Apr 19, 2021. By S V Aditya
When something becomes a buzzword, it becomes so overused that it loses a lot of its intended meaning. This is what is happening with AIOps. AIOps has huge potential - to drive productivity, automate actions and manage systems smoothly. However, it is lost in a sea of misinformation and unrealistic expectations from marketing hype built around it. Today we cut through that hype and 5 of the most common myths about AIOps.
1. AIOps is about Application Monitoring(APM) and only Root Cause Analysis (RCA) Many application monitoring tools position themselves as AIOps tools. APM and RCA are the most common use-case of AIOps. This has created a belief that AIOps is all about APM. However, this is only one-third of the Observe, Engage, and Act elements. AIOps practices also involve realignment in ITSM activities as well as changing how incident auto-remediation and service auto-fulfillment are handled. While APM is the low-hanging fruit, AIOps platforms must look to enable Engagement from ITSM teams and Automation in resolving ITOps tasks. AIOps also drives better governance by enabling capacity planning and compliance using AI.
2. AIOps requires a large investment in all IT Operations. Alright, there's some truth to this. AIOps is transformative. Its adoption requires changing processes, and every CIO is concerned about how the interdependence between processes can affect their DevOps cycle. It is also a large unknown, which makes it difficult to decide on large-scale changes. But AIOps transformation doesn't have to be a huge transformation overnight. It can also be improved upon in a modular form. CIOs can choose a small-scale implementation on a particular division - or even a team - to measure its impact. This is particularly easy to test in APM scenarios as MTTR reduction is one of the most verifiable value propositions of AIOps adoption. Moreover, many vendors offer plug-and-play microservices that let you gradually transform your enterprise. This can enable you to secure buy-in from stakeholders and decision-makers by talking real results like RoI of transformation.
3. AIOps transformation is a one-time activity. AIOps is no more a one-time transformation than DevOps is a one-time transformation. Of course, there are one-time changes at the beginning of the cycle - especially as your team is trained to use an AIOps platform or tool. However, AIOps is about process change as much as products. It is also a people change by creating a culture of working with AI in the ITOps space. This requires training teams to become increasingly comfortable with how AI works and designing for it. Developers, for example, must keep AIOps tools in mind during development. Knowing the pain points in their software, they can best decide what log messages, exporters, and KPIs give the most relevant data for AI models. Testers, on the other hand, can develop and write simple workflows for the auto-remediation of incidents. ML Developers can build more complex Deep Reinforcement Learning models that can auto-remediate complex incidents. The AIOps transformation journey is about building these skills and culture into your team and deriving accelerated returns from it.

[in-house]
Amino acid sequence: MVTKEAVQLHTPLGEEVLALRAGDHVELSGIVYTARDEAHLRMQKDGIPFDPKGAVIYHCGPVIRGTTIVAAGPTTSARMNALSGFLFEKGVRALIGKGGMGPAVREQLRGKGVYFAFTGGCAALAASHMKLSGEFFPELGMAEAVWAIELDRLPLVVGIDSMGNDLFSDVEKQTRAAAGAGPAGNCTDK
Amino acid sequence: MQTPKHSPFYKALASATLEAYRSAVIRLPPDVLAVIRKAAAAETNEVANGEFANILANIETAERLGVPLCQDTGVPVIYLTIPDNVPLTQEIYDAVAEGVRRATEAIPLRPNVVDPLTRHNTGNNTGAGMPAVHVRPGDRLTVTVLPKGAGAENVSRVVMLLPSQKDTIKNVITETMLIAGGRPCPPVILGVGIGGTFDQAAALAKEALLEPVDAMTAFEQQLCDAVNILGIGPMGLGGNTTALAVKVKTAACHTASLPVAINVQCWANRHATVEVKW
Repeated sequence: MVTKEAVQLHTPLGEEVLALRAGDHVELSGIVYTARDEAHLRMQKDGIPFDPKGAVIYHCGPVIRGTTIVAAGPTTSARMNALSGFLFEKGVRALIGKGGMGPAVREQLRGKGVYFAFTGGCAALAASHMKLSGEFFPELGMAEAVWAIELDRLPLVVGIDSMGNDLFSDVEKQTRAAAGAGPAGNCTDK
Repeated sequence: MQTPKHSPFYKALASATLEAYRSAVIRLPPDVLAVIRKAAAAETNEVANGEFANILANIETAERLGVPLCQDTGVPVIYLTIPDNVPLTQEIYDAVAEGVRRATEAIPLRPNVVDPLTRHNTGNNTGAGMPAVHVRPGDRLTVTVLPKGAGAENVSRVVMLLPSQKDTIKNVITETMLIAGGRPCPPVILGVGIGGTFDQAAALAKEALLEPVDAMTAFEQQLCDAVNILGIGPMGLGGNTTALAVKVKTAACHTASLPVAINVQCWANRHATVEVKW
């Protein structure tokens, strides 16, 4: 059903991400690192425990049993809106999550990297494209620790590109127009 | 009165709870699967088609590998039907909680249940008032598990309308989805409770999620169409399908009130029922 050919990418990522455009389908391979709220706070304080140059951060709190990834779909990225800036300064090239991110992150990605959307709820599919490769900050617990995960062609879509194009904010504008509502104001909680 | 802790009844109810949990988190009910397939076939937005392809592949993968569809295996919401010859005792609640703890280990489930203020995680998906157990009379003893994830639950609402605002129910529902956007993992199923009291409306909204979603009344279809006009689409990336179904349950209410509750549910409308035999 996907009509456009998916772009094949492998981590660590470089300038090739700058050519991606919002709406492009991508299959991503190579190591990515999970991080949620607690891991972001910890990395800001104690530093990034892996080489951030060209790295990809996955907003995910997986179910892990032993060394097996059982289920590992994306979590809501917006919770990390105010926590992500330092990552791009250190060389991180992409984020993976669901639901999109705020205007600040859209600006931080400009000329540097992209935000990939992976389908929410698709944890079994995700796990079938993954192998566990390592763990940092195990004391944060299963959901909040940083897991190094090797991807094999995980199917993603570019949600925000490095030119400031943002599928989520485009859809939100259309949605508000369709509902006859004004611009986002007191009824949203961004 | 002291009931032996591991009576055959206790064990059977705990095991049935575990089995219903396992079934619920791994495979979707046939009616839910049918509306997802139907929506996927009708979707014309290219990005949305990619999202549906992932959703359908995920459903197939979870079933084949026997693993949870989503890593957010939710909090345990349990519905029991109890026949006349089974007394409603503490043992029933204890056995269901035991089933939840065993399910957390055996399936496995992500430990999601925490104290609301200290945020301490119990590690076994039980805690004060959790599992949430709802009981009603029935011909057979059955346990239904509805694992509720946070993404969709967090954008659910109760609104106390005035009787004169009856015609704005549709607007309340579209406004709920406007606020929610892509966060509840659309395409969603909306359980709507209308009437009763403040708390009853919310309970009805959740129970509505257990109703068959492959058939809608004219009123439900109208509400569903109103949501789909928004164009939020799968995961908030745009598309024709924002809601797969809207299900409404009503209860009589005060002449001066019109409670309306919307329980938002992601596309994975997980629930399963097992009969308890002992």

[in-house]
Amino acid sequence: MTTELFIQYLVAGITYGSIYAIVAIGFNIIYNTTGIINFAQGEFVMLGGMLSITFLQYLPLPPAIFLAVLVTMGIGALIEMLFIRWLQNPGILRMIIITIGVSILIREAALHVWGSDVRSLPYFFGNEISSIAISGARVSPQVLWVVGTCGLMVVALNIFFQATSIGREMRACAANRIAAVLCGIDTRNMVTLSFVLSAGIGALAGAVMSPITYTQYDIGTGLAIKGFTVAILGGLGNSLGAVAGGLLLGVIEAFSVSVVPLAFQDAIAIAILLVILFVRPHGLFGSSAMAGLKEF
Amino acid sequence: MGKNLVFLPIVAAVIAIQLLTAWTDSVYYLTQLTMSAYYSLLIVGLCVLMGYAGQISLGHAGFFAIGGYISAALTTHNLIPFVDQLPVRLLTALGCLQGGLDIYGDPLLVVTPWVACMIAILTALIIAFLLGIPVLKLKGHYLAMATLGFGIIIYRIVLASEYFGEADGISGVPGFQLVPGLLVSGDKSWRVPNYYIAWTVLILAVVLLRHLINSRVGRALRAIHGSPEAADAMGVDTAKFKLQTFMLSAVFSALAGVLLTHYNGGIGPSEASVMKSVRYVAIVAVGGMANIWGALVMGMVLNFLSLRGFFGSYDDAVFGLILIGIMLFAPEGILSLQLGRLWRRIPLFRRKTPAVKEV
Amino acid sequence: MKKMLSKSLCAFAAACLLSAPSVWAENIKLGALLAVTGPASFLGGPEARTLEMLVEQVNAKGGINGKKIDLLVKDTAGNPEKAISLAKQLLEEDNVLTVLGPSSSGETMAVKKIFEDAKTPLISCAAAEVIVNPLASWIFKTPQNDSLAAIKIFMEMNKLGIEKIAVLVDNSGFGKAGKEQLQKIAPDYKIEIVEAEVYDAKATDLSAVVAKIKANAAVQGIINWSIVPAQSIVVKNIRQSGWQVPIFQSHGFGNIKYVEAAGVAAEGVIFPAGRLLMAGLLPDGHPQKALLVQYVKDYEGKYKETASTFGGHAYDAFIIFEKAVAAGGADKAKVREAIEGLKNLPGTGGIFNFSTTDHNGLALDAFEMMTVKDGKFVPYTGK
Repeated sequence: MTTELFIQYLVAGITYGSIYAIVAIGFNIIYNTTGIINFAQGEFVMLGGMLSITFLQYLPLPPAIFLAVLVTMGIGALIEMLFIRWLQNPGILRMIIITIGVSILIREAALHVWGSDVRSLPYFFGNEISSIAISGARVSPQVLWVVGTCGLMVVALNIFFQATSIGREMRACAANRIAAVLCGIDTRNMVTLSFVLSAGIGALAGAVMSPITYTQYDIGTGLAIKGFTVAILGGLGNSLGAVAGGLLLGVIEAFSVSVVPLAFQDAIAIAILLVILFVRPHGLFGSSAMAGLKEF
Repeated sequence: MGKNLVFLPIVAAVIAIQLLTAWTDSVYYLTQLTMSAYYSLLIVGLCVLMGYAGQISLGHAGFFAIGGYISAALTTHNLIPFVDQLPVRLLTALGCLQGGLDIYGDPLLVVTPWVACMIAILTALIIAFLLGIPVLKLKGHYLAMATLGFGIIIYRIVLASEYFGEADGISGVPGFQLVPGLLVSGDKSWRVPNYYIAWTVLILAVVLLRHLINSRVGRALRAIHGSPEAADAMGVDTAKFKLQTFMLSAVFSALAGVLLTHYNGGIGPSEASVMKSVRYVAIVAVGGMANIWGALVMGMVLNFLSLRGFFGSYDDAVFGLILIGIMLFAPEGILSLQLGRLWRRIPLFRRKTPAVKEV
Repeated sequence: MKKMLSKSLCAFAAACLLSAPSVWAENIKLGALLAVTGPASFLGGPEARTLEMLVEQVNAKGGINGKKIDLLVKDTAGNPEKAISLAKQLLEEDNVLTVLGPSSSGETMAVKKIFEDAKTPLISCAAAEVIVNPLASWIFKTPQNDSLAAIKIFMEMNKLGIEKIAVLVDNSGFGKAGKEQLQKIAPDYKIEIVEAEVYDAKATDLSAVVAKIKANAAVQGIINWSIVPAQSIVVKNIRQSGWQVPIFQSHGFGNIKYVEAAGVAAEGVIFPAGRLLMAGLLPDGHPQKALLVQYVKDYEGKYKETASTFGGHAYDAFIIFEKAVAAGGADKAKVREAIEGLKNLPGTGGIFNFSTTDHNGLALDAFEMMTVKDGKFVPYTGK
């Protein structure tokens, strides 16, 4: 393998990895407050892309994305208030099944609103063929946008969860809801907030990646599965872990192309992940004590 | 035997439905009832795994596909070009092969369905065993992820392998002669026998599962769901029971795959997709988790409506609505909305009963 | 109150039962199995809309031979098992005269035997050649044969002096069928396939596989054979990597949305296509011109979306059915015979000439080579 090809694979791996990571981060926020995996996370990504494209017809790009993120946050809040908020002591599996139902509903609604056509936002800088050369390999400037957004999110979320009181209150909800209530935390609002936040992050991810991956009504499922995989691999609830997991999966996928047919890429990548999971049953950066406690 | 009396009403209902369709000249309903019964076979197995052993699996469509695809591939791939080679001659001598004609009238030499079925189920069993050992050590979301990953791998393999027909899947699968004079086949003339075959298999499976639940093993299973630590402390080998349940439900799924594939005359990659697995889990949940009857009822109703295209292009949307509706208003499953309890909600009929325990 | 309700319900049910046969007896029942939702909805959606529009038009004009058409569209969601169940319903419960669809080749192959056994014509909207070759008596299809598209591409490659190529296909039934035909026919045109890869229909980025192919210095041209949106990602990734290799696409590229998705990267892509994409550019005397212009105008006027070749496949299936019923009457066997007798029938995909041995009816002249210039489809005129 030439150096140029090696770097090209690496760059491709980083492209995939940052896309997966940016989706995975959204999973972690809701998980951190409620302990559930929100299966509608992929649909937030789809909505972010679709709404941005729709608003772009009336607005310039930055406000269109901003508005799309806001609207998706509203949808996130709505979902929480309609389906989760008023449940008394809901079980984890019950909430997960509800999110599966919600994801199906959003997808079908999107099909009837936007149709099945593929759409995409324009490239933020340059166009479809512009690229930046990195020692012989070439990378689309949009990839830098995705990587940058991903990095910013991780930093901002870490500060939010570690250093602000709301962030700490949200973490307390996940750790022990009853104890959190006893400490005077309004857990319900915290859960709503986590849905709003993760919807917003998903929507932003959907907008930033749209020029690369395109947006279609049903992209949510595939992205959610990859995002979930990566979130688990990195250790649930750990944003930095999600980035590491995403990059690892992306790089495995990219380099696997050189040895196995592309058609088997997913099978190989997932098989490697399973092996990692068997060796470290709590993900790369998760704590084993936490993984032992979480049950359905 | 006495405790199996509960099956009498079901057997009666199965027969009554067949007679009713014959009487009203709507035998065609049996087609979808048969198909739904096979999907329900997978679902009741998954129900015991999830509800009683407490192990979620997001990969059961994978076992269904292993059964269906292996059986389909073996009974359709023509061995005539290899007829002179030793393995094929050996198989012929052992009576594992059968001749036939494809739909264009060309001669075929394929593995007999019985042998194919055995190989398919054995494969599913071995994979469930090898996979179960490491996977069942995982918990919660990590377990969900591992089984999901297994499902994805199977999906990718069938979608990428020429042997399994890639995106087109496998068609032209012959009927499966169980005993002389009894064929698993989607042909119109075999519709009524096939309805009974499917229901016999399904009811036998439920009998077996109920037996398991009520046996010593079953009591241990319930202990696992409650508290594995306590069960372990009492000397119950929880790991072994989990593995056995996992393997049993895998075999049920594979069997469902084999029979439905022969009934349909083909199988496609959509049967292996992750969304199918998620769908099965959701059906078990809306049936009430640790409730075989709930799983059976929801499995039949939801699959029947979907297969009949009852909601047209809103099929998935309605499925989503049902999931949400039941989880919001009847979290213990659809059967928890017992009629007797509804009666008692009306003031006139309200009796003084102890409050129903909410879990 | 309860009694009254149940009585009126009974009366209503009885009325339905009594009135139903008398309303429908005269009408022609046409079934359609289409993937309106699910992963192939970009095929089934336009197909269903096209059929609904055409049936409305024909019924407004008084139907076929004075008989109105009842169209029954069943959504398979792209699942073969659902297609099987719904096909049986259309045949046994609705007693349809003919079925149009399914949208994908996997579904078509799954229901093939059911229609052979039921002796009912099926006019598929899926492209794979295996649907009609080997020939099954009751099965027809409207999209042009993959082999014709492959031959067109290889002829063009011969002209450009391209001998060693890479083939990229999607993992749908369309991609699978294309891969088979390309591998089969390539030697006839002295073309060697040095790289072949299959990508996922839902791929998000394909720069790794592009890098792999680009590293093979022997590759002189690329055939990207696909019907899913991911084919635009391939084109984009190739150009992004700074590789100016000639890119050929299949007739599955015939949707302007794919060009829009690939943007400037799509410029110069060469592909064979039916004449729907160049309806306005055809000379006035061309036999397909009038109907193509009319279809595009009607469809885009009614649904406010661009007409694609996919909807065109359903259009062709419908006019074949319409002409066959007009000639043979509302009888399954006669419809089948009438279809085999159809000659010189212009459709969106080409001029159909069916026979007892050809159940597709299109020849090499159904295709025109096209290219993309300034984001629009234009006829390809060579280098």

4. AIOps is for large enterprises. This seems obvious at first glance - only large enterprises have the budget to spend on training employees and building platforms or tools. However, they are also slow to change. Small and medium enterprises, on the other hand, are more agile. They can circumvent the training cycle by using external platforms and tools. Most AIOps vendors design their platforms to be used with the ITOps skillset alone. They do not require Data Scientists to operate. Hence, the adoption is quicker, and the results - like MTTR reduction - are seen faster. Free developer and tester time are also more valuable in smaller enterprises. Finally, AIOps is slowly shifting left. As the industry matures, you can expect to see more advanced use cases that help developers directly. Enterprises that start with the AIOps fundamentals will be better positioned to adapt to such mature deployments.
5. AIOps means job losses. We have saved the most egregious one for the last. One of the chief cultural barriers to adoption is that Automation of ITOps would result in downsizing. However, these tools are not meant to be a replacement for humans. Most of the Automation is on mundane, time-consuming activities. There still will be oversight and review of their actions using audit trails - which have to be done by humans. There will also be higher-level activities that require human action. The role of ITOps teams is simply going to evolve to do much more than before with the help of AI-based tools.
Myths about evolving technology are only natural. As AIOps evolves, its use cases are going to become more nuanced and its application more intelligent. Getting the foot in the door now is essential to developing your enterprise to that level.
To learn more about Algomox AIOps, please visit our AIOps Platform Page.